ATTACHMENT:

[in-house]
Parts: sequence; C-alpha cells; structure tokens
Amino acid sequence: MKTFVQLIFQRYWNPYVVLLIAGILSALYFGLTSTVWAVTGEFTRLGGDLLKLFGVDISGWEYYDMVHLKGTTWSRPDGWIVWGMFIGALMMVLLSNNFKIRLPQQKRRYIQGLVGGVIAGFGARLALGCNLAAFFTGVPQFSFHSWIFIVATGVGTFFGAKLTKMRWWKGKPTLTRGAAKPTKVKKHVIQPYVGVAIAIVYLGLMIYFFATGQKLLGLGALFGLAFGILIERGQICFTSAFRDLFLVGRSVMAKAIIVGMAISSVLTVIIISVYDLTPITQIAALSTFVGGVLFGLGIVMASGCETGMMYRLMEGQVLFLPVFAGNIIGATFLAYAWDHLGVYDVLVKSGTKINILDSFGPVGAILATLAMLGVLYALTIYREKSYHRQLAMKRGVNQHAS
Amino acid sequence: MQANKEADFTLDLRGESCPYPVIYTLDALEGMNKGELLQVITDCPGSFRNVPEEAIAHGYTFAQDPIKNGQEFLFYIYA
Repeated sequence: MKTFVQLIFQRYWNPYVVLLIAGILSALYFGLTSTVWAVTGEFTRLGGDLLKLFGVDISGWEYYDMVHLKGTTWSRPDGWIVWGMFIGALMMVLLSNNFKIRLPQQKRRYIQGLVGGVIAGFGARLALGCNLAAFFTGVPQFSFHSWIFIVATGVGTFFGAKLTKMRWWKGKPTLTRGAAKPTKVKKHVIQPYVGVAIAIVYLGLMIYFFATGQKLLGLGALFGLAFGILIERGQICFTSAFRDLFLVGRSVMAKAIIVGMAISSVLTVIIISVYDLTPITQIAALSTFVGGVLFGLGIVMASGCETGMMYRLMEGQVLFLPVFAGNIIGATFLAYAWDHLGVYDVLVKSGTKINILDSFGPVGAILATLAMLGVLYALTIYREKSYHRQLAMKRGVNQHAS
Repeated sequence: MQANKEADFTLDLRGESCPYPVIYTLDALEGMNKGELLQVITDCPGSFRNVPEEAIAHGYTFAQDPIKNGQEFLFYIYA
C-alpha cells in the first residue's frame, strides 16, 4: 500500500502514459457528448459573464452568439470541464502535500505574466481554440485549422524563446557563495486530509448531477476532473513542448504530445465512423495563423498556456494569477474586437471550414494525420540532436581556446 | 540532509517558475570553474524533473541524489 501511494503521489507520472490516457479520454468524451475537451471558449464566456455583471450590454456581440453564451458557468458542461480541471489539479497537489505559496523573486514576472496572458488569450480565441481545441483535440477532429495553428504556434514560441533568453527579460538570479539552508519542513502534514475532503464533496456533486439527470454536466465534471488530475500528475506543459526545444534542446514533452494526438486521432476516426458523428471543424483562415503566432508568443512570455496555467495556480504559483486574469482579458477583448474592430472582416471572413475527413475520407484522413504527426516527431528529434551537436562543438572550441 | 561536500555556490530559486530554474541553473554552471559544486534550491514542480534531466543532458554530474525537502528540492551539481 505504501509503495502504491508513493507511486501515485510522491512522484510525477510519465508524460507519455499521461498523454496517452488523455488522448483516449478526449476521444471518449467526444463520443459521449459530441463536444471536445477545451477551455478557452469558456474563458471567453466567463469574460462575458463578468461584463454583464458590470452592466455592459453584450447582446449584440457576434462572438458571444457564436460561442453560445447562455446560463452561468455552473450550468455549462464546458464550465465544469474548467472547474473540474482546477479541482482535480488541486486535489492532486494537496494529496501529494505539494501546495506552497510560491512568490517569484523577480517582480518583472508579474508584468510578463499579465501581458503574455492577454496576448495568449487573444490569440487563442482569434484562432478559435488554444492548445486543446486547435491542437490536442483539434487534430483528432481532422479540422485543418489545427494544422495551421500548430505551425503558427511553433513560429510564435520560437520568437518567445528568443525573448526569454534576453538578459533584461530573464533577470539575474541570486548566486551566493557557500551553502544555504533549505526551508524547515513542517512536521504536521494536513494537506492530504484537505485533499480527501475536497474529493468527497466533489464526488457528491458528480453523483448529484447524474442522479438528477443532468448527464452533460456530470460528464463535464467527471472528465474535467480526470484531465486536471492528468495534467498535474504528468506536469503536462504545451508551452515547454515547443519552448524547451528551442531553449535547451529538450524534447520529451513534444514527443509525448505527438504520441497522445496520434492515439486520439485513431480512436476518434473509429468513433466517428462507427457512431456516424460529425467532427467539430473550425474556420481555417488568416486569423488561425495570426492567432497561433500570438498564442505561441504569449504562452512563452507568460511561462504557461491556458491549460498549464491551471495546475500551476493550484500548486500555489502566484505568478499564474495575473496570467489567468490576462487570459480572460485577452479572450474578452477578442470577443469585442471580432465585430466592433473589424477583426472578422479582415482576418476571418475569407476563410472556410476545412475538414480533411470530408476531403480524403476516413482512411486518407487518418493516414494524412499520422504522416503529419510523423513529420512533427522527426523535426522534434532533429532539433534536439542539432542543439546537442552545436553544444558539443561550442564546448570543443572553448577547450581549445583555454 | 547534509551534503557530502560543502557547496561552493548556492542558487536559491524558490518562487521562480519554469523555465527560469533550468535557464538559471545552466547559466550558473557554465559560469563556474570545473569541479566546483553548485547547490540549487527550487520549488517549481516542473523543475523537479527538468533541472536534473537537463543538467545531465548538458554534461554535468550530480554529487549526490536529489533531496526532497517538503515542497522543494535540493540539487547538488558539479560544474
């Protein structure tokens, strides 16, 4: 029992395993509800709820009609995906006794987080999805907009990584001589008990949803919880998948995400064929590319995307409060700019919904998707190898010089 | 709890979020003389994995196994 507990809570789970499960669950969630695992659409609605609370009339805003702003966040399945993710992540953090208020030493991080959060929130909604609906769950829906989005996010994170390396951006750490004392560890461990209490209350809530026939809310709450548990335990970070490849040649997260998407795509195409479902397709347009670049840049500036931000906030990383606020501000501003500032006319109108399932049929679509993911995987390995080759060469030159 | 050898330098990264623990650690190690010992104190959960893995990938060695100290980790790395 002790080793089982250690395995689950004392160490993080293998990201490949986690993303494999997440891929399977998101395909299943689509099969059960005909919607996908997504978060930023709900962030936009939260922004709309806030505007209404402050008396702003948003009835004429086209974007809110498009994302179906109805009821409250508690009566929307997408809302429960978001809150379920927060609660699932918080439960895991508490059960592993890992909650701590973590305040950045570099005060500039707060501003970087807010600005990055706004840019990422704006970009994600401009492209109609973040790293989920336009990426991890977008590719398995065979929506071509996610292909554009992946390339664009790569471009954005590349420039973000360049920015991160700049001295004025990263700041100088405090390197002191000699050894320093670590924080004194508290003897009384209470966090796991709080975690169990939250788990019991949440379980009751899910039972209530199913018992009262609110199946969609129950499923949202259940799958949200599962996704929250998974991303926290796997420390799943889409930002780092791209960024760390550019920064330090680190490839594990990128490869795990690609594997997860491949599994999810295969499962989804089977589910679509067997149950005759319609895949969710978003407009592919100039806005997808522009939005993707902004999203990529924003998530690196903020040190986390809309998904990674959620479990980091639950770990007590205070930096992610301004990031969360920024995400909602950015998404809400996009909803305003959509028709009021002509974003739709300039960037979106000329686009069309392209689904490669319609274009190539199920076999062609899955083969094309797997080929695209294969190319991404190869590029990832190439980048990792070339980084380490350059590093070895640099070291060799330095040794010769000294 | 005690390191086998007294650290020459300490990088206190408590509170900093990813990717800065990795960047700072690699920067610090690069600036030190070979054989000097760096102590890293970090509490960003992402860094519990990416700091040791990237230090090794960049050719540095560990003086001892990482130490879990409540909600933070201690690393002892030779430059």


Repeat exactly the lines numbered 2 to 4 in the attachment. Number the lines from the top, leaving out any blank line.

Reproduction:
Parts: sequence; C-alpha cells; structure tokens
Amino acid sequence: MKTFVQLIFQRYWNPYVVLLIAGILSALYFGLTSTVWAVTGEFTRLGGDLLKLFGVDISGWEYYDMVHLKGTTWSRPDGWIVWGMFIGALMMVLLSNNFKIRLPQQKRRYIQGLVGGVIAGFGARLALGCNLAAFFTGVPQFSFHSWIFIVATGVGTFFGAKLTKMRWWKGKPTLTRGAAKPTKVKKHVIQPYVGVAIAIVYLGLMIYFFATGQKLLGLGALFGLAFGILIERGQICFTSAFRDLFLVGRSVMAKAIIVGMAISSVLTVIIISVYDLTPITQIAALSTFVGGVLFGLGIVMASGCETGMMYRLMEGQVLFLPVFAGNIIGATFLAYAWDHLGVYDVLVKSGTKINILDSFGPVGAILATLAMLGVLYALTIYREKSYHRQLAMKRGVNQHAS
Amino acid sequence: MQANKEADFTLDLRGESCPYPVIYTLDALEGMNKGELLQVITDCPGSFRNVPEEAIAHGYTFAQDPIKNGQEFLFYIYA